Discoaster bellus


Ancestry: Coccolithophores -> Discoasterales -> Discoasteraceae -> Discoaster -> D. pentaradiatus group -> Discoaster bellus
Sister taxa: D. pentaradiatus, D. prepentaradiatus, D. hamatus, D. bellus,

Short diagnosis: Symmetric 5-rayed species with simple ray tips


Taxonomy:

Citation: Discoaster bellus Bukry and Percival, 1971
Rank: Species
Notes & discussion: D. bellus is a name available for non-birefringent symmetrical pentaradial discoasters with simple ray ends, and small central areas. Such forms occur commonly in association with D. hamatus (q.v.), and arguably intergrade with them, but in order to preserve the biostratigraphic value of D. hamatus it is important to separate unambiguous D. hamatus specimens from these more non-descript froms. Also D. bellus type discoasters persist at low abundances after the LO of D. hamatus, and probably gives rise to D. quinqueramus. As noted in the comments, D. prepentaradiatus specimens can also intergrade with D. bellus especially when bifurcations are removed due to dissolution.

Farinacci & Howe catalog pages: Discoaster bellus *

Short diagnosis: Symmetric 5-rayed species with simple ray tips


Morphology remarks: Symmetric 5-rayed species with simple ray tips. Intergrades with D. hamatus, but distinguishing it is useful to avoid recording ambiguous specimens as D. hamatus.

Geological Range:
Notes: FO in NN8, before D. hamatus is discussed in Theodoridis (1984) 
Last occurrence (top): within NN11 zone (5.59-8.29Ma, top in Messinian stage). Data source: Young 1998
First occurrence (base): within NN8 zone (10.55-10.89Ma, base in Tortonian stage). Data source: Young 1998

Plot of occurrence data:

References:

Bukry, D. & Percival, S.F., (1971). New Tertiary calcareous nannofossils. Tulane Studies in Geology and Paleontology, 8: 123-146.

Young, J.R., (1998). Neogene. In: Bown, P.R. (Editor), Calcareous Nannofossil Biostratigraphy. British Micropalaeontological Society Publications Series. Chapman & Hall, London, pp. 225-265.


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Discoaster bellus compiled by Jeremy R. Young, Paul R. Bown, Jacqueline A. Lees viewed: 20-8-2017

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Comments (3)

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Aaron Avery (FSU, US)
On second thought Mike, you are right. I have been looking through the section again and noticed some very small 5 rayed forms that I could only describe as thin prepentaradiatus.
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Jeremy Young (UCL, UK)
good points - I have had samples where this was a very real problem.
I have now edited the text to note this.
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Aaron Avery (FSU, US)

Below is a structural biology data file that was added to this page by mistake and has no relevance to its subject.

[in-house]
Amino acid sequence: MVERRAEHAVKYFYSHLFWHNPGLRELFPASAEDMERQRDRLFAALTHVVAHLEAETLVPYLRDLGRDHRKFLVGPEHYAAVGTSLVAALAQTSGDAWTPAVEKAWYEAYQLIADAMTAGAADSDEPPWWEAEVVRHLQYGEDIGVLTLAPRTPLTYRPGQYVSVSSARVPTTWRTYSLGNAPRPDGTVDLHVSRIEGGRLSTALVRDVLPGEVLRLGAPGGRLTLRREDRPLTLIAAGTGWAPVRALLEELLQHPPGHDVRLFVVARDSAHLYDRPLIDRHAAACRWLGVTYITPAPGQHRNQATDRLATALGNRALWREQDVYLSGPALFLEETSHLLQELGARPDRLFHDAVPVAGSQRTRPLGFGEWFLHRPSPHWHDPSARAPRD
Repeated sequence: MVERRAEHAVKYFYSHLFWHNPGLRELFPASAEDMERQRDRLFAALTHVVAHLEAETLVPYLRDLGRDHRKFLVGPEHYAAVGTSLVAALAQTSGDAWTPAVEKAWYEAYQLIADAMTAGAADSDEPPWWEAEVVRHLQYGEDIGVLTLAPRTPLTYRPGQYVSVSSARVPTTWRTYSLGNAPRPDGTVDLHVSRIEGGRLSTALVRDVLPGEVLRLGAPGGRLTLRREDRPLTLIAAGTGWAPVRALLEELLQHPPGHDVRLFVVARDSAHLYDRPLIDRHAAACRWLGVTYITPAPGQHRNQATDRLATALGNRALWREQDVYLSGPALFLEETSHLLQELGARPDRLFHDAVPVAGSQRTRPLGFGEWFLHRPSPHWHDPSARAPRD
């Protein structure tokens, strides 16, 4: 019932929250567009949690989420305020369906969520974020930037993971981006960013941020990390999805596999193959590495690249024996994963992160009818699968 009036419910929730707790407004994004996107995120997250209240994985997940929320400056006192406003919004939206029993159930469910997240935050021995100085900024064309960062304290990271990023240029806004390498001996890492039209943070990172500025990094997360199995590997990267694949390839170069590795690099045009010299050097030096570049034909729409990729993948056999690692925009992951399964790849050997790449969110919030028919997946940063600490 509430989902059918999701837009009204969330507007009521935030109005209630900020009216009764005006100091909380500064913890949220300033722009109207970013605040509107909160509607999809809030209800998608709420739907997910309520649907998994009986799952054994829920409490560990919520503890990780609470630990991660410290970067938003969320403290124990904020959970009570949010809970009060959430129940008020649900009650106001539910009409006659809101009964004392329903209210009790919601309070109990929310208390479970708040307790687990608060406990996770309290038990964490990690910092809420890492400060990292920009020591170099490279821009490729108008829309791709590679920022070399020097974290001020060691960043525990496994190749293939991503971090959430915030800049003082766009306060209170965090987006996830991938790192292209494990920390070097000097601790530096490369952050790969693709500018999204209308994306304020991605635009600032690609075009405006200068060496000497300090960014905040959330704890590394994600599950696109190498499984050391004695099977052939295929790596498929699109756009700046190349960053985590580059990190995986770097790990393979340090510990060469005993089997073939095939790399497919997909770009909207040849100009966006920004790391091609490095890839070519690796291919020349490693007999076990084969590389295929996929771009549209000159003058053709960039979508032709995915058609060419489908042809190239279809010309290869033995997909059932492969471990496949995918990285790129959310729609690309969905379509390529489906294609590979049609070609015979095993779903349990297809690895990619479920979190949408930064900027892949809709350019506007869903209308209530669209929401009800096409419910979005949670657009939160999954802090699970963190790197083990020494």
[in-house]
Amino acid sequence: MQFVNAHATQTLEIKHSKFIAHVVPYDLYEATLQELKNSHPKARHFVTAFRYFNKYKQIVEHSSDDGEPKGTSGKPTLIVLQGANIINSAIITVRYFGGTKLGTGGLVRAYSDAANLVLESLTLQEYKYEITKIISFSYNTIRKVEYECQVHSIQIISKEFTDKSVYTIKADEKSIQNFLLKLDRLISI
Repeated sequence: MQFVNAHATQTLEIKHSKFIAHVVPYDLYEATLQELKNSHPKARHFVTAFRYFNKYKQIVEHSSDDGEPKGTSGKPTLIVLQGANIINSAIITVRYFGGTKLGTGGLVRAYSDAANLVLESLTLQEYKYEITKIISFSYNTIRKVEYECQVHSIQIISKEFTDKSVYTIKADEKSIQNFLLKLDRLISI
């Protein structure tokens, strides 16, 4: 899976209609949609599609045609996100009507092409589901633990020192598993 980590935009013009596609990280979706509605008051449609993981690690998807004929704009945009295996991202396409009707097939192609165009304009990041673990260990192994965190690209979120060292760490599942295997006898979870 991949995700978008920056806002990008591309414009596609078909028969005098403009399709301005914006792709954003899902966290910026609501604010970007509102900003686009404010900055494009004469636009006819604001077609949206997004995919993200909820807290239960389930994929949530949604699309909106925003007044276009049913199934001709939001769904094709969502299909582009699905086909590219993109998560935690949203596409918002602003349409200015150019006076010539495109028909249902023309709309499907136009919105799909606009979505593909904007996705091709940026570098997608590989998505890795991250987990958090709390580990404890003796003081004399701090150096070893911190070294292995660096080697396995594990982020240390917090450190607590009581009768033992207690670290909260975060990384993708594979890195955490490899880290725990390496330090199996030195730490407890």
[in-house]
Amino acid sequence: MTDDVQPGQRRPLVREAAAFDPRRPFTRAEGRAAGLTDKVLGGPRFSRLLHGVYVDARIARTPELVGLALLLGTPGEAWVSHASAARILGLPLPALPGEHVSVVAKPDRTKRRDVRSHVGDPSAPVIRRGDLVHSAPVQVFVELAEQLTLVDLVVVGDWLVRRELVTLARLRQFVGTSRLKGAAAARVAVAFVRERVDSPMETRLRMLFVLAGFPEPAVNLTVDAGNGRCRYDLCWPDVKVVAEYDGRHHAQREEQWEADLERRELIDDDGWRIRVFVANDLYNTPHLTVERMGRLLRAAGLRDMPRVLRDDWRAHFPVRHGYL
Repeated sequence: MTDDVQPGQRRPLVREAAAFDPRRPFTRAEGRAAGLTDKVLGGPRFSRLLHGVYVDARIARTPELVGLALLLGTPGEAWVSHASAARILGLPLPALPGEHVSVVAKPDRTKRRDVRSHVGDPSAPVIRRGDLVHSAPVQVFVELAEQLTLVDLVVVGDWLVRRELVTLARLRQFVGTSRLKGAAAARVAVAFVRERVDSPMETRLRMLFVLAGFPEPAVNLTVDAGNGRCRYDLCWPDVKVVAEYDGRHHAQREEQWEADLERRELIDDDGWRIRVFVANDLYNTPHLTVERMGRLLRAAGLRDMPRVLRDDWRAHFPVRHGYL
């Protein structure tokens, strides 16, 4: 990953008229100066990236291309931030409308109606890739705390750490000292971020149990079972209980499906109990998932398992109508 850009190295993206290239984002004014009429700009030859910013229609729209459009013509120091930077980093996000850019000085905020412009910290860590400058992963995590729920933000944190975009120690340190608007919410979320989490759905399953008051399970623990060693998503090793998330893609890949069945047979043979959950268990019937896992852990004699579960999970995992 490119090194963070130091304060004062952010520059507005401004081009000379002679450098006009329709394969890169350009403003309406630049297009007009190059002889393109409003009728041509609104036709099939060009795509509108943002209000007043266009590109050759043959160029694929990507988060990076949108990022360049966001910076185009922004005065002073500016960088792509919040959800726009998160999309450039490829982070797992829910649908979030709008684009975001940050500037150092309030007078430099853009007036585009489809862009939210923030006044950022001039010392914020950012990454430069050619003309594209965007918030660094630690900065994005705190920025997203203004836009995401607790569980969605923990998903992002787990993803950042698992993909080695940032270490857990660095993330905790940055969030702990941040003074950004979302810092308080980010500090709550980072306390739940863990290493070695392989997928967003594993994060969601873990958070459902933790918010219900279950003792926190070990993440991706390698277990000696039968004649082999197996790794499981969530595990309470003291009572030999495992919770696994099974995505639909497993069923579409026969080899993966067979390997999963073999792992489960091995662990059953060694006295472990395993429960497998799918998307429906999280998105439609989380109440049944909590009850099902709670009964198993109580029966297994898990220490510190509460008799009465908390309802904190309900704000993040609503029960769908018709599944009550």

I would argue that bellus is quite useful. I am working with material from the pacific where there is a clear difference between D. bellus and D. prepentaradiatus. In otherwords, the material is preserved well enough that D. prepentaradiatus and D. bellus appear together and make for useufl zonal constraint within certain assemblages. In my experience prepentaradiatus is much more robust. The argument about D. hamatus may be true, but it wouldn't be the first time an arbitrary distinction based on size was useful. I would also argue that bellus is closer to a non concavo-convex version of D. quinqueramus and the original description of simple ray tips is useful in distinguishing larger forms from hamatus.
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Mike Styzen (Noble Energy, US)
Just a junk box? I've always regarded this species as sort of a place to stash poorly preserved 5 rayed symmetrical discoasters which may really be several other things. Is there really an advantage to using \bellus"rather than something like \""Discoaster 5 ray\"""""
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Jeremy Young (NHM, UK)
fair question, I have always been in two minds on this, on the one hand I tend to agree that these are probably mostly small and/or poorly preserved D. hamatus specimens, on the other hand the count category \symmetric 5-rayed discoaster without bifurcations"is complex and D. bellus is a convenient name. As with many of these species a detailed study of samples with well preserved assemblages is probably what is needed - maybe a good student project?"""
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Mike Styzen (Noble Energy, US)
Not just D. hamatus: I think sometimes some poorly preserved/broken D. prepentaradiatus get stuck in this taxon as well.
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